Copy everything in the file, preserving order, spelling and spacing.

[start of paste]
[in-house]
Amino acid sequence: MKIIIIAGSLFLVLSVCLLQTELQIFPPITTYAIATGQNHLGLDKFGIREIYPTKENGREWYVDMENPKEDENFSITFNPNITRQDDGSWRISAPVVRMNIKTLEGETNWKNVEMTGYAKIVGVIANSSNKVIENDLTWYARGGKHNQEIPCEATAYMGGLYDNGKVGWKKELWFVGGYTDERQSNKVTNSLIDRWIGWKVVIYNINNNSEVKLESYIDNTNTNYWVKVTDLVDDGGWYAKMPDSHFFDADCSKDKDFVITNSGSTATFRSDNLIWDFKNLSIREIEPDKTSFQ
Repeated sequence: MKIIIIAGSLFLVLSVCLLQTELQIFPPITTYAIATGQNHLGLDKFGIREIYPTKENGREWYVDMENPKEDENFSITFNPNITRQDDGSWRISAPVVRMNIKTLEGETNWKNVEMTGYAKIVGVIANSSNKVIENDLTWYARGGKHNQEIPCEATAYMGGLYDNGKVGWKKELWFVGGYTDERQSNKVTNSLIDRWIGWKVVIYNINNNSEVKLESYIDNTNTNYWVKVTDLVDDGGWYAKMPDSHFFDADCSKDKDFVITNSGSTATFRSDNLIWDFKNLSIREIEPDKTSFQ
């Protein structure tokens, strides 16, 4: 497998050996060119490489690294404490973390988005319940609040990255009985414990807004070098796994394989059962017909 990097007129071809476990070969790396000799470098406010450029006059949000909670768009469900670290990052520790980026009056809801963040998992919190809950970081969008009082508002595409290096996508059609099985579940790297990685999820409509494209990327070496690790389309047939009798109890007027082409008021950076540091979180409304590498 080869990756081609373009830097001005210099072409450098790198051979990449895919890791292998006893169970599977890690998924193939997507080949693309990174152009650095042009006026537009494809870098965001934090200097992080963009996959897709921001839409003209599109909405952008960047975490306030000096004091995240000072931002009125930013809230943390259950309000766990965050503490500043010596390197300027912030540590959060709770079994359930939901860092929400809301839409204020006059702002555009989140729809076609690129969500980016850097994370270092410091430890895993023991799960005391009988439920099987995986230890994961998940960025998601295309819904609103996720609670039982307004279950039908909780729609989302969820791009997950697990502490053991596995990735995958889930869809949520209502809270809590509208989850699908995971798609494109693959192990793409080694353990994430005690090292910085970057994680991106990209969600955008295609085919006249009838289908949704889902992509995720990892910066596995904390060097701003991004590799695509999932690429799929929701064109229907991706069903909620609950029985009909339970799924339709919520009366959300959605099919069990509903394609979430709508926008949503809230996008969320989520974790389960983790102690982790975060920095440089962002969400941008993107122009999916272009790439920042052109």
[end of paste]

[in-house]
Amino acid sequence: MKIIIIAGSLFLVLSVCLLQTELQIFPPITTYAIATGQNHLGLDKFGIREIYPTKENGREWYVDMENPKEDENFSITFNPNITRQDDGSWRISAPVVRMNIKTLEGETNWKNVEMTGYAKIVGVIANSSNKVIENDLTWYARGGKHNQEIPCEATAYMGGLYDNGKVGWKKELWFVGGYTDERQSNKVTNSLIDRWIGWKVVIYNINNNSEVKLESYIDNTNTNYWVKVTDLVDDGGWYAKMPDSHFFDADCSKDKDFVITNSGSTATFRSDNLIWDFKNLSIREIEPDKTSFQ
Repeated sequence: MKIIIIAGSLFLVLSVCLLQTELQIFPPITTYAIATGQNHLGLDKFGIREIYPTKENGREWYVDMENPKEDENFSITFNPNITRQDDGSWRISAPVVRMNIKTLEGETNWKNVEMTGYAKIVGVIANSSNKVIENDLTWYARGGKHNQEIPCEATAYMGGLYDNGKVGWKKELWFVGGYTDERQSNKVTNSLIDRWIGWKVVIYNINNNSEVKLESYIDNTNTNYWVKVTDLVDDGGWYAKMPDSHFFDADCSKDKDFVITNSGSTATFRSDNLIWDFKNLSIREIEPDKTSFQ
């Protein structure tokens, strides 16, 4: 497998050996060119490489690294404490973390988005319940609040990255009985414990807004070098796994394989059962017909 990097007129071809476990070969790396000799470098406010450029006059949000909670768009469900670290990052520790980026009056809801963040998992919190809950970081969008009082508002595409290096996508059609099985579940790297990685999820409509494209990327070496690790389309047939009798109890007027082409008021950076540091979180409304590498 080869990756081609373009830097001005210099072409450098790198051979990449895919890791292998006893169970599977890690998924193939997507080949693309990174152009650095042009006026537009494809870098965001934090200097992080963009996959897709921001839409003209599109909405952008960047975490306030000096004091995240000072931002009125930013809230943390259950309000766990965050503490500043010596390197300027912030540590959060709770079994359930939901860092929400809301839409204020006059702002555009989140729809076609690129969500980016850097994370270092410091430890895993023991799960005391009988439920099987995986230890994961998940960025998601295309819904609103996720609670039982307004279950039908909780729609989302969820791009997950697990502490053991596995990735995958889930869809949520209502809270809590509208989850699908995971798609494109693959192990793409080694353990994430005690090292910085970057994680991106990209969600955008295609085919006249009838289908949704889902992509995720990892910066596995904390060097701003991004590799695509999932690429799929929701064109229907991706069903909620609950029985009909339970799924339709919520009366959300959605099919069990509903394609979430709508926008949503809230996008969320989520974790389960983790102690982790975060920095440089962002969400941008993107122009999916272009790439920042052109």